Wolf

Wolf – Feeding the Machine Review

Wolf – Feeding the Machine Review

Wolf came into being in the mid-1990s just as the metal scene was poised for a big retro nostalgia trend. A product of their time, they followed the lead of acts like Hammerfall and jumped aboard that “let’s do the 80s metal thing all over again” train with enthusiasm. Their 1999 debut mixed speed and traditional metal influences in ways big and small and managed to impart a degree of youthful vim and vigor to the olde timey sounds. As the band grew and evolved they continued to mine the 80s for all they were worth. After 2014s Devil’s Seed the band went silent and underwent personnel shuffles. 6 years later they reemerge from their steely cocoon with a new lineup, grisly, Korn-esque cover art and 8th album, Feeding the Machine.” Feeding time at the petting zoo.

Twisted Tower Dire – Wars in the Unknown Review

Twisted Tower Dire – Wars in the Unknown Review

“If all the metal genres got together at a day spa for grooming and pampering, Trve Metal would have the hairiest back in the place and require the most wax and patience. Sure, brutal death and slam are more Neanderthal and low brow, but the trve world revolves around bravado-drenched, chest beating tales of swords, sorcery and sandals to such an extent that it brings out the inner barbarian pelt in even the most introverted, basement-dwelling LARPers. Virginia’s Twisted Tower Dire always mined the depths of this Hyborian ethos, searching for their Arkenstone of inspiration.” Slash and burn.

Evil Invaders – Pulses of Pleasure Review

Evil Invaders – Pulses of Pleasure Review

“There was a time before the Bay Area thrash explosion where bands were playing fairly fast without it actually being what we now consider thrash metal. Acts like Exciter, Agent Steel, Attacker and even Razor were surely speedy and had the rudiments of thrash in place, but are now referred to as speed metal. Belgian upstarts Evil Invaders look to plant their flag right at the junction between speed and thrash, and tip their hand by using Razor‘s best known ditty as their moniker.” Have you ever been screamed at by a crazy cat lady? Do you want to be?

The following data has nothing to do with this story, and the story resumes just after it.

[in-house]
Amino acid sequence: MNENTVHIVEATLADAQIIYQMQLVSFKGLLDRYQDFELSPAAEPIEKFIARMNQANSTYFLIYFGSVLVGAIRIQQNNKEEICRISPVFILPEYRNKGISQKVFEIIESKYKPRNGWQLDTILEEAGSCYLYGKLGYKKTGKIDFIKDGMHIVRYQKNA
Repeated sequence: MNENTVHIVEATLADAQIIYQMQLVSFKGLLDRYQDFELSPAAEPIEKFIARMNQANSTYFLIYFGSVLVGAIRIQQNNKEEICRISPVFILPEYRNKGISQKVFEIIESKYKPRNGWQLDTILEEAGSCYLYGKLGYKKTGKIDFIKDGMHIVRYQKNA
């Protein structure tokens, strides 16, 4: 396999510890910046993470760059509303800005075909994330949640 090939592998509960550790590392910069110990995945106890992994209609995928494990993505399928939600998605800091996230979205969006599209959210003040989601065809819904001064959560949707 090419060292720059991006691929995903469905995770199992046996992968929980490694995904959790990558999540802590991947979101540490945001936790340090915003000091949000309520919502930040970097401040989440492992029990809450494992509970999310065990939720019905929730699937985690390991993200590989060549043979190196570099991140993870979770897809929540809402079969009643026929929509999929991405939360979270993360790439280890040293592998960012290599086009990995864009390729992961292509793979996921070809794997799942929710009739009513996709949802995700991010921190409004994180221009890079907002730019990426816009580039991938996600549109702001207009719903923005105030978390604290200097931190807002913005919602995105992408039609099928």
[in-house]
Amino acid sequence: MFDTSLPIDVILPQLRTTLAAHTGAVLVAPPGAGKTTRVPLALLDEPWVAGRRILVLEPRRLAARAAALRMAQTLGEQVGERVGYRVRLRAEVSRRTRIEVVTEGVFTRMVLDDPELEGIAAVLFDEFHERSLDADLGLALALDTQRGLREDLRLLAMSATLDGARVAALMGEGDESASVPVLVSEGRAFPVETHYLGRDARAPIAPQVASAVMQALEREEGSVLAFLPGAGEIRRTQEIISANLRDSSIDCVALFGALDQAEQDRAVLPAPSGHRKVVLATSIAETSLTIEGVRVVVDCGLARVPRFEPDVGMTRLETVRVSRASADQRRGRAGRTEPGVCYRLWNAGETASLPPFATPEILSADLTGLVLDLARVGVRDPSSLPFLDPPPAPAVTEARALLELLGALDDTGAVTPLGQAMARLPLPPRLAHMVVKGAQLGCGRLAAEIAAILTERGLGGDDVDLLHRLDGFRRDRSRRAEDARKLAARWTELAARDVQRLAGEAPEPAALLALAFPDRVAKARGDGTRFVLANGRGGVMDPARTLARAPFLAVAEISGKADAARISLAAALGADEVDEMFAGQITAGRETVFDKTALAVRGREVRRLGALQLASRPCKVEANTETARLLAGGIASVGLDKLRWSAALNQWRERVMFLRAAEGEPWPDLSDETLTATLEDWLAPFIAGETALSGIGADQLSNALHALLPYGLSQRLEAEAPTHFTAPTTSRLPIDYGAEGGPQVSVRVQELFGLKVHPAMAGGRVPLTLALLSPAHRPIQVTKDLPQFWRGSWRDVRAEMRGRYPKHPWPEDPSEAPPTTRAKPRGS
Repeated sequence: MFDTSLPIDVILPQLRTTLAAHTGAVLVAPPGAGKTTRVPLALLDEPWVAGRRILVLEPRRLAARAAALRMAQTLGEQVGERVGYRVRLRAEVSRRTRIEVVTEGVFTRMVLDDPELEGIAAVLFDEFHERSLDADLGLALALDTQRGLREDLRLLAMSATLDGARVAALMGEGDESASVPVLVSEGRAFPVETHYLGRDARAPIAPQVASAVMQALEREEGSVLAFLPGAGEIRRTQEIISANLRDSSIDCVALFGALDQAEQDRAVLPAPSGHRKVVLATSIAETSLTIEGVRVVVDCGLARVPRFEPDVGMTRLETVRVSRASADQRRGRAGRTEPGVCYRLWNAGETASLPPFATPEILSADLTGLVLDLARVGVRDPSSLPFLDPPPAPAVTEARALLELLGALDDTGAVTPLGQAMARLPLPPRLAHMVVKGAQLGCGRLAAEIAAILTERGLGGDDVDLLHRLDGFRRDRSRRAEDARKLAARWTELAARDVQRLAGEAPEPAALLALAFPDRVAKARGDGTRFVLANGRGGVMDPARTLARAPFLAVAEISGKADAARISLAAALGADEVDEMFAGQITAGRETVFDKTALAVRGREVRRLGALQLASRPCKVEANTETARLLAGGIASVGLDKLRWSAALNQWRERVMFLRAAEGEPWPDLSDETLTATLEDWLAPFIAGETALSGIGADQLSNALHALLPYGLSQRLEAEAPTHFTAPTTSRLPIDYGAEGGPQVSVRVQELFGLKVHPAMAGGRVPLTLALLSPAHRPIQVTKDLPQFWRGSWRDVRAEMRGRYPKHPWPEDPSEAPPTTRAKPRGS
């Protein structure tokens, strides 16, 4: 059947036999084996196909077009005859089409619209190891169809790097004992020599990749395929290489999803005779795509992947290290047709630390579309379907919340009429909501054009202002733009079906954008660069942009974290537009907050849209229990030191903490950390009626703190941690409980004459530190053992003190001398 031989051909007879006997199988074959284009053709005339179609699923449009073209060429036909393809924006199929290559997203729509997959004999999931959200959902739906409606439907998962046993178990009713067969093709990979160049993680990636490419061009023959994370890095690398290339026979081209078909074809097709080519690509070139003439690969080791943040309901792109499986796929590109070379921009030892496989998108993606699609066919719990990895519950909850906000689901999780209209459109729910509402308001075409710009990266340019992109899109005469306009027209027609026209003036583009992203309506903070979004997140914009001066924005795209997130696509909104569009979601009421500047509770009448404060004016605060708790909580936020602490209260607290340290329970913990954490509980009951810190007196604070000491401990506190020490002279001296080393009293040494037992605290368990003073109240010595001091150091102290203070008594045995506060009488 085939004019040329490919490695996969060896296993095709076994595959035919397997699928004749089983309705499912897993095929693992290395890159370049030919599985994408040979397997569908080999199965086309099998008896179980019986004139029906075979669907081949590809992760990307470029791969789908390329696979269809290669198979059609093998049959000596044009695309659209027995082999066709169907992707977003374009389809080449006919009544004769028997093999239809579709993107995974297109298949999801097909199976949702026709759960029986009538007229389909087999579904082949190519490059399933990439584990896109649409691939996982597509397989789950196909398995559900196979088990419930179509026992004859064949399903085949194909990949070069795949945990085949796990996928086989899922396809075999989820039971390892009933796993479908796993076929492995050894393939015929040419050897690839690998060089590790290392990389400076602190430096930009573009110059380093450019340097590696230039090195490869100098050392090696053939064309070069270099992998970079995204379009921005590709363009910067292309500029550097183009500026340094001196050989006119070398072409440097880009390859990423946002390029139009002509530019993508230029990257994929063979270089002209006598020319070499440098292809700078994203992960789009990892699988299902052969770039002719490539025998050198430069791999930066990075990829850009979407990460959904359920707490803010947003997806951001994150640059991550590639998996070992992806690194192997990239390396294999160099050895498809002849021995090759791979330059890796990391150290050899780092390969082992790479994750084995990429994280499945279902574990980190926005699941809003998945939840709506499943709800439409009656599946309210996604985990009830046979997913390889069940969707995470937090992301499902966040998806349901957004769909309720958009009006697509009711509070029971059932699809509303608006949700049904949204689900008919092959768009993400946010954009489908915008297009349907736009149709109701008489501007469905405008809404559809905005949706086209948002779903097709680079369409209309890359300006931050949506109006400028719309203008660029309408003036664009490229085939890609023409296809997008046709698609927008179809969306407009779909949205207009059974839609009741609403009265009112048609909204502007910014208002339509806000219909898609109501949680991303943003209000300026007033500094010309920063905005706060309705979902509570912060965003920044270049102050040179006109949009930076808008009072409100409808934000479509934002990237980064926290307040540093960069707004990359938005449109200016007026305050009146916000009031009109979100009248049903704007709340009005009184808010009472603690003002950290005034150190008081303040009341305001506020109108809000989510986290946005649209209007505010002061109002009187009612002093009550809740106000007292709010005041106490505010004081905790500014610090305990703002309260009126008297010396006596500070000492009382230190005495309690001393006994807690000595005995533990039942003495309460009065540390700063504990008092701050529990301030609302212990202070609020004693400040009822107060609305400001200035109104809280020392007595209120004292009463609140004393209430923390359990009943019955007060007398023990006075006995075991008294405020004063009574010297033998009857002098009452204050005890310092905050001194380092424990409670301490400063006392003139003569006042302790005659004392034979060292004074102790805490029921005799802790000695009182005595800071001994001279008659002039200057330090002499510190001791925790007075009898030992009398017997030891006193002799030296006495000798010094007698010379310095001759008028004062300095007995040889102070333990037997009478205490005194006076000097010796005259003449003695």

Things You Might Have Missed 2014: Striker – City of Gold

Things You Might Have Missed 2014: Striker – City of Gold

“I’ll fully admit that I have a soft spot for fun in my metal. After all, a man can only listen to Ulcerate growl about entropy, Triptykon purging Tom G.’s demons, and Kvarforth whining about how long it took him to clean out his bathtub after his fateful promo video (I don’t speak Swedish, so this is conjecture) so much, and even though I greatly enjoy all of those artists and listen to their great work regularly, sometimes a change of pace is needed. Enter Alberta’s Striker, and their excellent third album City of Gold.” For the record, bathtubs are a real pain in the arse to clean.

Wolf – Devil Seed Review

Wolf – Devil Seed Review

Wolf has been running at the forefront of the retro metal pack for a while now, surpassing even the vainglorious cheese meisters of Hammerfall. They’ve done so with slick, memorable song writing and a healthy respect for their elders like Judas Priest, Iron Maiden and Mercyful Fate. Although they’re utterly devoid of originality or new influences, they’ve been uncannily skilled at aping and raping the past for golden metal moments of steel. 2011s Legions of Bastards had a strong Painkiller vibe, but Devil Seed slows things down and adopts a darker,more restive, simmering mood, like a filthy mob of commoners perpetually on the verge of rioting against the haughty upper crust.” Honey, the Wolf is at the door again!